But Ardern’s rapid response to these tragic events began with a groundbreaking demand: Do not speak the gunman’s name. Her decision garnered international attention and set the tone for everything that followed.
On Tuesday, during her address to the New Zealand Parliament, Ardern said, “You will never hear me mention his name.”
She continued: “He is a terrorist, he is a criminal, he is an extremist, but he will, when I speak, be nameless, and to others I implore you: Speak the names of those who were lost rather than the name of the man who took them. He may have sought notoriety but we in New Zealand will give him nothing — not even his name.”
Advocacy groups have cautioned that it does a disservice to public safety for politicians and media professionals to wax poetic about the perpetrators of mass violence. Giving such criminals any semblance of infamy or celebrity provides them with validation — and motivates copycat killers.
Tom Teves, the co-founder of the No Notoriety campaign, warns that giving providing mass-shooters with too much attention — even in the well-intended service of trying to reckon with their motivations — runs the risk of creating a “narrative that they’re an anti-hero…and that’s a false narrative.”
No Notoriety, was founded by Teves and his wife Caren in 2012 in the wake of the movie theater massacre in Aurora, Colorado, at which the couple’s son, Alex, was among the slain. Since then, they’ve dedicated their lives in the service of convincing journalists to stop giving gunmen the attention they seek. They recommend that these killers not be identified by name more than is minimally necessary, and that there should be reasonable restraints on the time spent analyzing their behavior, manifestos, and lives in the search for overcomplicated answers and base speculation.
“What we are doing is asking the media to just report responsibly,” said Teves. “If you need to use the name as a point of reference, then use it once. If you need to use a picture, then use the one of them in chains, because that’s where they’re going to end up.”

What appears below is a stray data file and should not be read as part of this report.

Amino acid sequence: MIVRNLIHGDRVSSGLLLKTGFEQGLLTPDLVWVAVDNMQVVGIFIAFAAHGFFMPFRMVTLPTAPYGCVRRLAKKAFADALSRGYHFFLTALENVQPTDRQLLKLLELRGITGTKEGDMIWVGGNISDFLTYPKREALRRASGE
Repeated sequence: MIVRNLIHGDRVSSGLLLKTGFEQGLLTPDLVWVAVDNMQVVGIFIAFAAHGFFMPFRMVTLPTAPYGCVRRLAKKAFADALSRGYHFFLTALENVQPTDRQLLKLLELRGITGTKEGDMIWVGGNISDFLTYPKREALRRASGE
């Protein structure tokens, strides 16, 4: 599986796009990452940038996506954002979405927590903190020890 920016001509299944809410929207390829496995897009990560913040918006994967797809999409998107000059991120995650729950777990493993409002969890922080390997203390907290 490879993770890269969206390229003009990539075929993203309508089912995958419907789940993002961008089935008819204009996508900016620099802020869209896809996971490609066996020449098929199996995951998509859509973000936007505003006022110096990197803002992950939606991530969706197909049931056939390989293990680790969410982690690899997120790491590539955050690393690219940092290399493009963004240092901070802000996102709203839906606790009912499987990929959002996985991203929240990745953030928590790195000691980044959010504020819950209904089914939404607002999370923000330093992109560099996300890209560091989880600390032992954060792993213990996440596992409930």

Teves, whose son was killed as he attempted to shield his girlfriend from the Aurora gunman’s bullets, said, “What we’re trying to do really, is we’re trying to save your child, because it’s too late for ours.”
In the years since his son’s death, Teves has observed No Notoriety’s recommendations take root, with a distinct shift in how the media approaches its coverage of mass murders seemingly underway.
“They’re focusing more on the victims than they ever did,” he said. Nevertheless, his feelings remain somewhat mixed: “The optimist in me says people are starting to get the message. The pessimist in me says that that’s what they decided is their cost of entry so that they can still sensationalize the murder.”
However, Teves has been thrilled to see New Zealand’s prime minister execute his dream approach to mass shootings — rapid action on gun laws, coupled with a restrained rhetoric around this shooting.
“It’s terrific! I think she’s doing the completely right thing. I think she’s exactly right, they want to be anti-heroes, that’s what [the gunman] wants. Don’t give it to him.“
Kellyanne Conway says she won’t leave her job over Trump’s feud with her husband because of feminism
White House counselor Kellyanne Conway spoke to Fox Business Thursday morning about the growing animosity between her husband, attorney George Conway, and her boss, President Donald Trump, saying she had never considered quitting over the feud because, among other things, it would send a bad message to “feminists everywhere.”
One day earlier, speaking with reporters on the South Lawn of the White House, Trump called George “a whack job” in retaliation for a number of critical tweets posted by the attorney. On Thursday, Conway said she appreciated “the president defending what he thinks is unfairness.”
Speaking specifically to her husband’s critiques of the president, Conway said she believed derogatory comments about Trump should be kept private and that she preferred not to comment on the couple’s relationship or conversations. When asked whether George Conway had asked her to leave her White House job over the feud, she pushed back, suggesting such a move would be anti-feminist.
“I know George was quoted recently as saying ‘I wish she didn’t work there.’ … But what message would that send to the feminists everywhere who pretend they’re independent thinkers, and men don’t make decisions for them?” she said. “They can talk it and I can walk it. I can live it.”
“I’m very focused on my work, and I feel so blessed to be serving this country that I love so much, that has given me so much,” Conway added, noting her role gave her the ability to wield increased power behind the scenes for “the good of the country.”
The Trump-Conway feud ratcheted up this week after the president tweeted insults about George Conway, suggesting the attorney was jealous of his wife, who had been invited to work in the White House.
“George Conway, often referred to as Mr. Kellyanne Conway by those who know him, is VERY jealous of his wife’s success & angry that I, with her help, didn’t give him the job he so desperately wanted,” Trump wrote. “I barely know him but just take a look, a stone cold LOSER & husband from hell!”